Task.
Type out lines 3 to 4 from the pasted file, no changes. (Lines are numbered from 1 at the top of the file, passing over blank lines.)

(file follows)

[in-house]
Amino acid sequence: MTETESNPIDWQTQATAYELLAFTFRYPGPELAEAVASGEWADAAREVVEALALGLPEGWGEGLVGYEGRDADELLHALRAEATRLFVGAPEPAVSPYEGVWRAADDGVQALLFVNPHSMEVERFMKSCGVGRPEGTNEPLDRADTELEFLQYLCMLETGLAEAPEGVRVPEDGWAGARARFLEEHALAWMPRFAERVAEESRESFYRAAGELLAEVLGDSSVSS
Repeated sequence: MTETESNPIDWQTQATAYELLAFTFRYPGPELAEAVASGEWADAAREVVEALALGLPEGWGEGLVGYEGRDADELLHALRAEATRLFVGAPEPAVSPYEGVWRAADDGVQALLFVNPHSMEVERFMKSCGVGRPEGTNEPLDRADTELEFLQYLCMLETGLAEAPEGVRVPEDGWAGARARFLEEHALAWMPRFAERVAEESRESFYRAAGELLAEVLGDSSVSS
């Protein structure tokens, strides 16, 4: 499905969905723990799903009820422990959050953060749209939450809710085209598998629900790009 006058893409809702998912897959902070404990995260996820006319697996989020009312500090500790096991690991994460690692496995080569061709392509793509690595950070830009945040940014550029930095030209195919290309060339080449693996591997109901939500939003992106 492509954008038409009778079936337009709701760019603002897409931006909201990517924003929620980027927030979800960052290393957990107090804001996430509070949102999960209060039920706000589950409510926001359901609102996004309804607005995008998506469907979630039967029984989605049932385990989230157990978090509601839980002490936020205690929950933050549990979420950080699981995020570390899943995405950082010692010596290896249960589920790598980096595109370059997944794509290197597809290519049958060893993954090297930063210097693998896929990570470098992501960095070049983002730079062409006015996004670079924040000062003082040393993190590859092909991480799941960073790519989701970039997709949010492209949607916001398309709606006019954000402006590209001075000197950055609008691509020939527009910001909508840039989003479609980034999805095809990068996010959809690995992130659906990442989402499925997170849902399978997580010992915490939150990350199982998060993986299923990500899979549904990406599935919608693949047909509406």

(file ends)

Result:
Repeated sequence: MTETESNPIDWQTQATAYELLAFTFRYPGPELAEAVASGEWADAAREVVEALALGLPEGWGEGLVGYEGRDADELLHALRAEATRLFVGAPEPAVSPYEGVWRAADDGVQALLFVNPHSMEVERFMKSCGVGRPEGTNEPLDRADTELEFLQYLCMLETGLAEAPEGVRVPEDGWAGARARFLEEHALAWMPRFAERVAEESRESFYRAAGELLAEVLGDSSVSS
């Protein structure tokens, strides 16, 4: 499905969905723990799903009820422990959050953060749209939450809710085209598998629900790009 006058893409809702998912897959902070404990995260996820006319697996989020009312500090500790096991690991994460690692496995080569061709392509793509690595950070830009945040940014550029930095030209195919290309060339080449693996591997109901939500939003992106 492509954008038409009778079936337009709701760019603002897409931006909201990517924003929620980027927030979800960052290393957990107090804001996430509070949102999960209060039920706000589950409510926001359901609102996004309804607005995008998506469907979630039967029984989605049932385990989230157990978090509601839980002490936020205690929950933050549990979420950080699981995020570390899943995405950082010692010596290896249960589920790598980096595109370059997944794509290197597809290519049958060893993954090297930063210097693998896929990570470098992501960095070049983002730079062409006015996004670079924040000062003082040393993190590859092909991480799941960073790519989701970039997709949010492209949607916001398309709606006019954000402006590209001075000197950055609008691509020939527009910001909508840039989003479609980034999805095809990068996010959809690995992130659906990442989402499925997170849902399978997580010992915490939150990350199982998060993986299923990500899979549904990406599935919608693949047909509406």